The Real London of Ripper Street
After the tragic and thrilling denouement of series four of Ripper Street and as we all eagerly await series five, Sean Patterson has been looking into quite how much of this superb drama is rooted in the real East End of the time.
As a fan of the BBC drama Ripper Street I’ve always been impressed by the writers’ ability to weave real historical facts and incidents into the fictional narrative. To name but a few:
Leman St police station is is still there and correctly pinpointed in the series (and it really was the home of ‘H’ Division); as is the Brown Bear pub; there really was a tragic and fatal train crash in the area; the ‘current wars’ between devotees of AC or DC electricity referenced in an earlier series actually happened; and the river boat accident that Reid thought had killed his daughter Mathilda was real too.
But it’s something else about Mathilda Reid, teasingly referred to in an early episode of series four, that really piqued my interest.
Late Victorian London streets were graded into socio-economic groupings by philanthropist Charles Booth to create his famous colour coded ‘poverty maps’ (which featured heavily in the last year’s BBC Two series The Secret History of our Streets).
Clearly unable to walk all of London’s streets by himself, Booth engaged a small army of researchers to help, most of them sourced via Toynbee Hall (which stands to this day fairly close to Leman St).
In episode two of series four, Mathilda informed her father that she was working as a researcher for ‘Mr Booth’, but strangely the great philanthropist wasn’t mentioned again in this series.
It seems unlikely the writers would have included such an esoteric (but accurate) detail unless it will pay off in a storyline later, so I guess we will have to wait for series five to see how this particular connection develops.
It is also accurate for the writers to have picked being a Booth researcher as Mathilda’s chosen employment, because a surprising number of Booth’s helpers were in fact women. It’s worth noting that female researches would probably have more success interviewing prostitutes or women working in “sweated labour”, so their input would have been invaluable to achieve the comprehensive mapping Booth was seeking.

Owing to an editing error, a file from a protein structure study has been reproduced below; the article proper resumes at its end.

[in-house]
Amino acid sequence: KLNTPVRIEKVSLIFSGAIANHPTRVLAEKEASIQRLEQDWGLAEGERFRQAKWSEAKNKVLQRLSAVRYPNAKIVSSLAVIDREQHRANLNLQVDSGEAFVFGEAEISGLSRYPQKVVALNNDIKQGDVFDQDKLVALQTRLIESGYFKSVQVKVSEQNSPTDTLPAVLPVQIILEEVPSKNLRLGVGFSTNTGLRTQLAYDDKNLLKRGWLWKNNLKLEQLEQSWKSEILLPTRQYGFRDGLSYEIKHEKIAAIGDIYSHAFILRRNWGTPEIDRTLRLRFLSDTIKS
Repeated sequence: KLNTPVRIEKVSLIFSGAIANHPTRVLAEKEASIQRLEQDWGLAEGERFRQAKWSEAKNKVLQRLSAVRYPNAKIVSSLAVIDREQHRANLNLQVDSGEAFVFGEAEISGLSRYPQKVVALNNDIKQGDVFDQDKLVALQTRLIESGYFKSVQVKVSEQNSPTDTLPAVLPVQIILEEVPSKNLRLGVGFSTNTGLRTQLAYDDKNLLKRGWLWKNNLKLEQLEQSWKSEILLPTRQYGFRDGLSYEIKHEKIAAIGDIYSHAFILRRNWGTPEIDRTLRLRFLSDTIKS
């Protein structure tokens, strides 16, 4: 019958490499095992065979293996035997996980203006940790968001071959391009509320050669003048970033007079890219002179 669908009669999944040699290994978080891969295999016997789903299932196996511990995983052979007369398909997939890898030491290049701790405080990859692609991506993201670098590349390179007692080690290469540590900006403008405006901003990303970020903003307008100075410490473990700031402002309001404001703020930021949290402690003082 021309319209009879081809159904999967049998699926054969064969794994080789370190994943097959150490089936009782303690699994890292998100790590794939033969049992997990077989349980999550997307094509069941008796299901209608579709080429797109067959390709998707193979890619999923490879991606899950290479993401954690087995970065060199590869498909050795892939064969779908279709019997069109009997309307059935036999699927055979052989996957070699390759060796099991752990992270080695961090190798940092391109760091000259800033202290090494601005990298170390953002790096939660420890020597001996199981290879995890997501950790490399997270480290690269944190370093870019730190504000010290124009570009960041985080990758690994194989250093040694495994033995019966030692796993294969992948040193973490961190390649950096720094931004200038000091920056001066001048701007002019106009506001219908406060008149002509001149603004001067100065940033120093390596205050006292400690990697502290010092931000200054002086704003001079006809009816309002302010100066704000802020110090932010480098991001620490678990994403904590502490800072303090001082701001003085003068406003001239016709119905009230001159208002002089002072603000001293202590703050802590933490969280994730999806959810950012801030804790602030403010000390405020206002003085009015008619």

Most famous among them was that great late Victorian liberal, Booth’s wife’s cousin Beatrice Potter (later Webb) who smashed firmly through the low glass ceiling that hemmed in women at the time (and incidentally bore a striking resemblance to Anna Burnett who plays Mathilda Reid).
Less well-known but no less impressive was Clara Collet, well-educated at North London Collegiate School For Girls, she went on to graduate from UCL before spending three months in the East End researching for Booth.
It was a time of very mixed fortunes for the female poor of the East End, what with the terrible Ripper Murders and the successful Match Girls Strike occurring in the same year, but Collet was delighted to note the formation of the largest union of women in England which came about as a direct result of the strike.
I run three walks that specifically follow the routes that Booth and his researchers walked to compile the maps; one in Deptford, one in Clerkenwell and one in Whitechapel
The latter covers much of the territory that features in the series including Tenter St where Long Susan’s brothel is set. Booth and his researchers were usually accompanied by local police officers and his host for much of his Whitechapel perambulations was one ‘Charles Horatio French of H division’.
Maybe French and Booth himself will make an appearance alongside Mathilda Reid in series five!
You can check Sean’s schedule on his walks page to see when he is next running his Charles Booth Poverty map walks.